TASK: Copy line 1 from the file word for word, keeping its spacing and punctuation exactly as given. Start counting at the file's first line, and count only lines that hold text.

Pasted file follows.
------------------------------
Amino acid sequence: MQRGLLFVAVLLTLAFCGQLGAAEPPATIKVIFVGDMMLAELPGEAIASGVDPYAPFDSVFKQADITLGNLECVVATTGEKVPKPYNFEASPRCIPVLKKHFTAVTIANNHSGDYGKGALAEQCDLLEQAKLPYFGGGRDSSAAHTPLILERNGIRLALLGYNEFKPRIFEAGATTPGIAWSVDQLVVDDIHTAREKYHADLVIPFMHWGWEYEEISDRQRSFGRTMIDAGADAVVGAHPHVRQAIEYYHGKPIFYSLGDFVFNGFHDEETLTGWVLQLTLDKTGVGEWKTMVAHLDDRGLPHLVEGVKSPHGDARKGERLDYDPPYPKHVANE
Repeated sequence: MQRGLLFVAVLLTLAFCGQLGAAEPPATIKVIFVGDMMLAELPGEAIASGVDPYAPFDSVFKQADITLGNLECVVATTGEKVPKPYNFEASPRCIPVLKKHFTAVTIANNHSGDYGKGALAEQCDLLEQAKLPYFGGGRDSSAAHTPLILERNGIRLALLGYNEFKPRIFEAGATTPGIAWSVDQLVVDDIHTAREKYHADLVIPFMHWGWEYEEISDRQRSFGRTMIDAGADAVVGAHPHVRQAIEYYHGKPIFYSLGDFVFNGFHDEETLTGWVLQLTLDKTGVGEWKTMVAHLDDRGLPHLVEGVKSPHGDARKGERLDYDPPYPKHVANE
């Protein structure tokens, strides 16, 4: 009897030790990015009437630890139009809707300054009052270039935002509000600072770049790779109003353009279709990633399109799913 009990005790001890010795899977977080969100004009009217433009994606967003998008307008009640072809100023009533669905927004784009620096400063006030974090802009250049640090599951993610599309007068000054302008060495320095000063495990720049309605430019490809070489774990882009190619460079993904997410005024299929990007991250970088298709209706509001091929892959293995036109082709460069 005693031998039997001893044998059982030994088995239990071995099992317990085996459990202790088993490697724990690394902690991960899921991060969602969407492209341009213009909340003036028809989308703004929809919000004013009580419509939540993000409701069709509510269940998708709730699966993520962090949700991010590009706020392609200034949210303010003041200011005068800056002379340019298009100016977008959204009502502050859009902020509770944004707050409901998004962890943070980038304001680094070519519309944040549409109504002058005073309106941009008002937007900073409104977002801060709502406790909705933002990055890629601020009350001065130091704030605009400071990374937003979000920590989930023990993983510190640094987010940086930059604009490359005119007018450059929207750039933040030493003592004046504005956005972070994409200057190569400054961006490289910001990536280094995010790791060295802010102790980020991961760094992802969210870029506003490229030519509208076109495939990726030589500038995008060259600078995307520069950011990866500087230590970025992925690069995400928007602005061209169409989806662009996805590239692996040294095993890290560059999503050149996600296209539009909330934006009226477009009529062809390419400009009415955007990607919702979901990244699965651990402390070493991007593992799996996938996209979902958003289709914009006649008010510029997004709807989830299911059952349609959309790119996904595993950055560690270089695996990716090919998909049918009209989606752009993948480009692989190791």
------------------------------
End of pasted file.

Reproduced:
Amino acid sequence: MQRGLLFVAVLLTLAFCGQLGAAEPPATIKVIFVGDMMLAELPGEAIASGVDPYAPFDSVFKQADITLGNLECVVATTGEKVPKPYNFEASPRCIPVLKKHFTAVTIANNHSGDYGKGALAEQCDLLEQAKLPYFGGGRDSSAAHTPLILERNGIRLALLGYNEFKPRIFEAGATTPGIAWSVDQLVVDDIHTAREKYHADLVIPFMHWGWEYEEISDRQRSFGRTMIDAGADAVVGAHPHVRQAIEYYHGKPIFYSLGDFVFNGFHDEETLTGWVLQLTLDKTGVGEWKTMVAHLDDRGLPHLVEGVKSPHGDARKGERLDYDPPYPKHVANE